While the wind industry would survive the loss of the PTC, with continuing orders from smart utilities in low cost regions, wind energy would not come close to its potential to deliver low, or even negative-cost, carbon reductions.

No climate hawk should favor expiration of the PTC my guess is that the transfer if taxpayer revenues to wind farms that would be built anyway pales in comparison to other taxpayer costs for reducing pollution (never mind taxpayer subsidies to fossil fuel and other polluters).

That said, if the industry can negotiate a long-term slow phaseout of the PTC, that would obviously be a sound strategy, given the political volatility of the PTC and the negative pact of boom-bust cycles. 

Meanwhile, climate hawks should be doing everything possible to strengthen the industry’s hand in such negotiations, not undermine it. 




Jesse Jenkins's picture
Jesse Jenkins on Dec 18, 2013

Thanks for your comments Alan and Schalk. Two different perspectives but both well argued. Cheers,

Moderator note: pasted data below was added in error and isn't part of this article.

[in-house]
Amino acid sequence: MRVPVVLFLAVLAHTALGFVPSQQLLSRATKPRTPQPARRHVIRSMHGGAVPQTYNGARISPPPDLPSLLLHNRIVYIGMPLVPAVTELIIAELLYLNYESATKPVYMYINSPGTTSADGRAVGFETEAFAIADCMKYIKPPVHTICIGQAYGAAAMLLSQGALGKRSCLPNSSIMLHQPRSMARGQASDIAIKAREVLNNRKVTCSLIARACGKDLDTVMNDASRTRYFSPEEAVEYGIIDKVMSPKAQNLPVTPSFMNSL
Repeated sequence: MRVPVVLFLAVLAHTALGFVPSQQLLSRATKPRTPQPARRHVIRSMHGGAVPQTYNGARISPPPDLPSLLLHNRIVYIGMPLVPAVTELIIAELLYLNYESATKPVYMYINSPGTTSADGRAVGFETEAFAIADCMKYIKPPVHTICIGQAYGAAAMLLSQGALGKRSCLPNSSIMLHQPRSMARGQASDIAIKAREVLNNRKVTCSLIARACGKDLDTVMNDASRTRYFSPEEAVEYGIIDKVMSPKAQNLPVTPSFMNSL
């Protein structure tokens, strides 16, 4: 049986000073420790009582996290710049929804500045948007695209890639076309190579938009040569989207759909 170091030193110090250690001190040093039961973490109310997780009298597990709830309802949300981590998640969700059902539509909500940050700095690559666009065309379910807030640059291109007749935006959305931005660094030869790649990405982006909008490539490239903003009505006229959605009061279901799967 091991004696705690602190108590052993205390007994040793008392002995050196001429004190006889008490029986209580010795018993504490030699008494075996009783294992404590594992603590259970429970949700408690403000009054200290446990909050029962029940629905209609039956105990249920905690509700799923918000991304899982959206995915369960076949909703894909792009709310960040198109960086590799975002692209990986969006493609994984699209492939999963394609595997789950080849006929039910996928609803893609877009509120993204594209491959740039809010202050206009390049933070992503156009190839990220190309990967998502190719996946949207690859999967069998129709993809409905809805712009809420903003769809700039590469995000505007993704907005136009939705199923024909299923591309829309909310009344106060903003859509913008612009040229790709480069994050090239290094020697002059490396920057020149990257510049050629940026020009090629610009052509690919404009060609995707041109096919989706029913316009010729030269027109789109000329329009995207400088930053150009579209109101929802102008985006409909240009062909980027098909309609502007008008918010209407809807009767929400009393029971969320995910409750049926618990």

Lindsay Wilson's picture
Lindsay Wilson on Dec 18, 2013

I can remember the PTC soap opera from my time at NEF back in 2007.  Funny how little things change?Great update!!  I’m up to speed in 10 mins

Jesse Jenkins's picture
Jesse Jenkins on Dec 18, 2013

Thanks Lindsay! Yes, deja vu all over again. Except this time a bit different with the revised qualification rules (begin construction vs. placed in service). 

Lindsay Wilson's picture
Lindsay Wilson on Dec 18, 2013

Collating the annual figures for January publication was always a nightmare as so much stuff would be commissioned in December.  Kind of sad they can’t get something stable to provide a bit more investor certainty.  Even if that was at a lower level

Nathan Wilson's picture
Nathan Wilson on Dec 19, 2013